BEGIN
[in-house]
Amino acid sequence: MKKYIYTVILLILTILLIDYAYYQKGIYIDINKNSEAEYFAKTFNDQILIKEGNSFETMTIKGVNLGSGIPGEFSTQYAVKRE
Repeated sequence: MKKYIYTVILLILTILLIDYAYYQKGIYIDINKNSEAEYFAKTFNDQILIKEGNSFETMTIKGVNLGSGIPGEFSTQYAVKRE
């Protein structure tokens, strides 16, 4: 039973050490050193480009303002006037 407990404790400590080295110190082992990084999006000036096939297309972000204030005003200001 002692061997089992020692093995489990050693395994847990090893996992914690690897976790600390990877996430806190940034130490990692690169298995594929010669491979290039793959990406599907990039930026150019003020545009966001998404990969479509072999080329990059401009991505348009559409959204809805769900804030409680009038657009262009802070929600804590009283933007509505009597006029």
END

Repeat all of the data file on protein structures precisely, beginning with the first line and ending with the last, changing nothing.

[in-house]
Amino acid sequence: MKKYIYTVILLILTILLIDYAYYQKGIYIDINKNSEAEYFAKTFNDQILIKEGNSFETMTIKGVNLGSGIPGEFSTQYAVKRE
Repeated sequence: MKKYIYTVILLILTILLIDYAYYQKGIYIDINKNSEAEYFAKTFNDQILIKEGNSFETMTIKGVNLGSGIPGEFSTQYAVKRE
């Protein structure tokens, strides 16, 4: 039973050490050193480009303002006037 407990404790400590080295110190082992990084999006000036096939297309972000204030005003200001 002692061997089992020692093995489990050693395994847990090893996992914690690897976790600390990877996430806190940034130490990692690169298995594929010669491979290039793959990406599907990039930026150019003020545009966001998404990969479509072999080329990059401009991505348009559409959204809805769900804030409680009038657009262009802070929600804590009283933007509505009597006029």